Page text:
Alfred Hitchock’s The Birds (1963) is one of my favorite films. This font was inspired by its opening titles which were designed by James S. Pollak. Each name appears in a serifless roman font, then is broken up and reassembled by the images of birds flapping past.
The letterforms are my own variation on Optima with certain letters altered to match the film’s. The bird shapes are based on my own photos of swarming crows on Thanksgiving 2004. The result doesn’t match the individual film titles, but suggests the entire sequence of breaking letters and passing birds.
TOYNBEE IDEA was inspired by the mysterious Toynbee tiles phenomenon. Like the original tiles, these letters appears to have been cut out with a knife. You may have stepped over this strange crosswalk art and not realized the tiles have been a source of wonder for over 20 years. My photo of a weathered Philadelphia tile is at left; that’s the primary message of the tiles.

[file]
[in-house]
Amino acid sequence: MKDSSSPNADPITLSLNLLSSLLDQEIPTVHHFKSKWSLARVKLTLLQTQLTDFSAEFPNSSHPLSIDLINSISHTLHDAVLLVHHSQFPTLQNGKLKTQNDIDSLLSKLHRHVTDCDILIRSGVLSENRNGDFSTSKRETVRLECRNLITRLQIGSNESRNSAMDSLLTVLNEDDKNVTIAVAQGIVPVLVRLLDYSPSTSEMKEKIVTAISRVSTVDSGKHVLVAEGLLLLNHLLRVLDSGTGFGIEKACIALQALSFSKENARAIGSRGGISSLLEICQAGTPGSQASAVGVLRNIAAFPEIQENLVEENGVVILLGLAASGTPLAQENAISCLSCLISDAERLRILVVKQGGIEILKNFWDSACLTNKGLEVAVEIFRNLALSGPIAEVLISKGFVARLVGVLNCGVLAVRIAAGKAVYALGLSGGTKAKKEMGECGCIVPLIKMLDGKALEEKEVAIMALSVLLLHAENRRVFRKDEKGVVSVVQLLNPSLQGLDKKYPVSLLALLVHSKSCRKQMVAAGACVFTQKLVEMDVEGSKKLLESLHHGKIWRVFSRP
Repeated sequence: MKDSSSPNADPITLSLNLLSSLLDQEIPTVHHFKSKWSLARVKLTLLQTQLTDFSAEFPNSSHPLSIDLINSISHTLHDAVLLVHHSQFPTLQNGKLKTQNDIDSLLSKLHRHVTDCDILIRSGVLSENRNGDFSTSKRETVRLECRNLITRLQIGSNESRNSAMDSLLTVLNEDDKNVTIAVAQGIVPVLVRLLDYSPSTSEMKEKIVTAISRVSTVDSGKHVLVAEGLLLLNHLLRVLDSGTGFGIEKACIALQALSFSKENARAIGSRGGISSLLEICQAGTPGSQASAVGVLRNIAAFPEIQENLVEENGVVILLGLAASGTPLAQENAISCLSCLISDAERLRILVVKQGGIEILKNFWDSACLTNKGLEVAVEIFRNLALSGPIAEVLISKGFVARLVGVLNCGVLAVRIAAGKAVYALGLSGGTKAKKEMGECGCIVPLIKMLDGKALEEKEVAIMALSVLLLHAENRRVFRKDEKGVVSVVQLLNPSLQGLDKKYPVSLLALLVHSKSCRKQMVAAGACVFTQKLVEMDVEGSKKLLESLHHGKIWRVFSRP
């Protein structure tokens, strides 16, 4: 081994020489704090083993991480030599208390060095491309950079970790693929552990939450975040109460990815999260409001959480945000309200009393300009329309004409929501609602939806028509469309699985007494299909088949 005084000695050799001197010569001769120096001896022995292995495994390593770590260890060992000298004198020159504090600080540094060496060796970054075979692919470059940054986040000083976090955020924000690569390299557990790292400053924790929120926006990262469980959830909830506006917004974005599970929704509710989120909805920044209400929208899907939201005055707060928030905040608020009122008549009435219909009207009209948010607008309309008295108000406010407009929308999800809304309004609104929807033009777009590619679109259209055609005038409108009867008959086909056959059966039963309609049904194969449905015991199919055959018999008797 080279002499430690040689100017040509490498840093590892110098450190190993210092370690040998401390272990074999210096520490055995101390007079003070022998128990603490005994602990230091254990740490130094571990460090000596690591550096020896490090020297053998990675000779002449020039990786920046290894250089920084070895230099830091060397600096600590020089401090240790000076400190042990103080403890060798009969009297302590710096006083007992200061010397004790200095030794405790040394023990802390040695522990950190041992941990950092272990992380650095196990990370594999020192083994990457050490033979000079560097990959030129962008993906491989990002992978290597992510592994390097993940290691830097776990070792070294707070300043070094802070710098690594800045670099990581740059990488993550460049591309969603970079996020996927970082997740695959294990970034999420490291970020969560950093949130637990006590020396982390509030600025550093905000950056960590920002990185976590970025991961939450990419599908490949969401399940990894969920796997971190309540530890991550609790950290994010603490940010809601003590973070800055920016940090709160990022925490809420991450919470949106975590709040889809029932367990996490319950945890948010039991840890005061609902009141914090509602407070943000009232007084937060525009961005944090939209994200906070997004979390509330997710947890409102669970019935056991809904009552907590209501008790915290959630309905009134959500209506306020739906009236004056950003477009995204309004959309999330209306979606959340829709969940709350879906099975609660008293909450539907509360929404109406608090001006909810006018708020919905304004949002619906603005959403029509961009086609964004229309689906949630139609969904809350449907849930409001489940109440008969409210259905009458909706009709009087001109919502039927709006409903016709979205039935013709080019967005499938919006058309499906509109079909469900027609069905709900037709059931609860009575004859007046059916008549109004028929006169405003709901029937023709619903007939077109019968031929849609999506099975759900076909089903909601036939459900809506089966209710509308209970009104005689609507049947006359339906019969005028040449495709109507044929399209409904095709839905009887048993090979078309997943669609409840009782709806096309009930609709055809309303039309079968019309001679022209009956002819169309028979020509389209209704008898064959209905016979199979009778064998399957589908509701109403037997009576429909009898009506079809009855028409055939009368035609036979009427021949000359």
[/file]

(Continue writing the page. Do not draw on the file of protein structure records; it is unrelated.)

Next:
For more information including a possible explanation, you should watch the 2011 film, Resurrect Dead: The Mystery of the Toynbee Tiles.
WILLING RACE is my adaptation of the opening credits of the TV show Will & Grace, originally designed by Number Seventeen. Like those, I’ve mixed large and small caps with roman and italic lowercase, all based on Times Roman. There are alternates of each x-height character for nearly infinite variation.
As suggested by Sara, I have added a more accurate (to the show credits) engraved “Modern” style ampersand.